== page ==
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Codification of Current Practice: Canadian Nuclear Safety Commission (CNSC) - Commitment to Aboriginal Consultation

Updated August 2011

CNSC’S Commitment and Ongoing Obligations

The CNSC as an agent of the Government of Canada and as Canada’s nuclear regulator recognizes and understands the importance of consulting and building relationships with Canada’s Aboriginal peoples. The CNSC ensures that all its licensing decisions under the Nuclear Safety and Control Act and environmental assessment decisions under the Canadian Environmental Assessment Act uphold the honour of the Crown and consider Aboriginal peoples’ potential or established Aboriginal or treaty rights pursuant to section 35 of the Constitution Act, 1982 (together, the “Aboriginal Interests”).

The CNSC recognizes that Aboriginal peoples have concerns with regard to the nuclear sector and that it is important to seek opportunities to work together in ensuring the safe and effective regulation of nuclear energy and materials. The CNSC will continue to communicate “objective scientific, technical and regulatory information” about CNSC activities and the effects of the nuclear industry in Canada as per the objectives of the Nuclear and Safety Control Act.

CNSC’S Approach to Aboriginal Consultation

Good Governance

The CNSC strives to meet its commitment to excellence, in part, through a good governance approach to effective and well-managed Aboriginal consultation processes when Aboriginal rights or interests could be impacted.

Guiding Principles

The CNSC is also mindful of its role as a statutory administrative tribunal exercising quasi-judicial powers, which confers on it the duty to treat fairly all participants in its proceedings. When developing and implementing consultation processes, the CNSC takes into account the “guiding principles” that have emerged from Canada’s case law and best consultation practices as outlined in the document “Aboriginal Consultation and Accommodation - Updated Guidelines for Federal Officials to Fulfill the Duty to Consult - March 2011.

The CNSC builds on the “guiding principles” to establish project-specific Aboriginal consultation processes that:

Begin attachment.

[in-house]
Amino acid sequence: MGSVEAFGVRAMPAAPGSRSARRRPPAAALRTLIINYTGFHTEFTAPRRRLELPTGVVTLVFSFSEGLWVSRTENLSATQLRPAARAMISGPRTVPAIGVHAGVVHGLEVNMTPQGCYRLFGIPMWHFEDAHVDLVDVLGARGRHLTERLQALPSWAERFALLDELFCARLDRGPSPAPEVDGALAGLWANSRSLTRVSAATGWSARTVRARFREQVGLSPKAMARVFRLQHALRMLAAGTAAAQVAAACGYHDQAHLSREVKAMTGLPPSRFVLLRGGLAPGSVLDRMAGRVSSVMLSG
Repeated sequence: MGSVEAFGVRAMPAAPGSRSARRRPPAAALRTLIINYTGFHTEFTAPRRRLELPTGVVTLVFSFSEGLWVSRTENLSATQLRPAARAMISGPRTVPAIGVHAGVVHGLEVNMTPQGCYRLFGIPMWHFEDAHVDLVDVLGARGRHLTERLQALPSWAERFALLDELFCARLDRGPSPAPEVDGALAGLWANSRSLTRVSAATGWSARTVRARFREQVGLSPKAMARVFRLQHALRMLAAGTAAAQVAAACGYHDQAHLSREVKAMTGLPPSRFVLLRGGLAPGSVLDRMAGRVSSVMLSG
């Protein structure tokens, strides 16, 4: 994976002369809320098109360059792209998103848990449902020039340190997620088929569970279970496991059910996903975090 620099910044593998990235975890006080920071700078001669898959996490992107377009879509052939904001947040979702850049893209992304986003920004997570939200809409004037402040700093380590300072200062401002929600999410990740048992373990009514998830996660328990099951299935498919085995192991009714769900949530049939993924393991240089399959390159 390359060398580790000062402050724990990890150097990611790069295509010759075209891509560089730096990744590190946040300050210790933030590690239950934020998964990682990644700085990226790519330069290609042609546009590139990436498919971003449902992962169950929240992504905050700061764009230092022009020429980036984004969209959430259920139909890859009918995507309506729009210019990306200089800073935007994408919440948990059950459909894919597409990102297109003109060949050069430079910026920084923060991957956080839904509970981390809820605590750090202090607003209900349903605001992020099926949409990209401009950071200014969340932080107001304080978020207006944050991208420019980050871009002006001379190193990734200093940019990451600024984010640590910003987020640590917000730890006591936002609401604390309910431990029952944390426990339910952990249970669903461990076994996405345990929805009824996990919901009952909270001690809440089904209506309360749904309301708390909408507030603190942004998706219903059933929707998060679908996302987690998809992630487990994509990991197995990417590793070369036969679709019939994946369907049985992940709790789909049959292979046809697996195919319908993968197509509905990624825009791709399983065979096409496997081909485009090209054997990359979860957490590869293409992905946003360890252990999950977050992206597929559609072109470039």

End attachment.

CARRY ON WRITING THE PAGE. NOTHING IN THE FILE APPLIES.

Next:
Offer opportunities for CNSC staff and Aboriginal peoples to meet and discuss issues and to allow for reasonable opportunities for participation in the hearing process before the Commission tribunal such that all relevant evidence in relation to Aboriginal Interests, including any potential impacts thereon from Aboriginal peoples, CNSC staff, the licensees, various federal, provincial, and territorial departments and agencies, and other interested parties are heard and taken into account by the Commission in relation to a project; and,

Are made as accessible as reasonably possible to Aboriginal peoples through organized community meetings; through open-houses, technical workshops and/or site visits; through other direct consultation with Aboriginal peoples where appropriate; through the CNSC’s public hearings, which are occasionally held in host communities, with opportunities for oral or written interventions by Aboriginal peoples; through the provision of videoconferencing facilities (in some situations) for intervenors in hearings held in Ottawa; through webcast public hearings and meetings on the CNSC website; through making available on the CNSC website the hearing transcripts, information on the CNSC licensing processes, technical and safety facts and publications about the nuclear industry that the CNSC regulates; and, by ensuring that licensees assist the CNSC in consulting and engaging with Aboriginal peoples.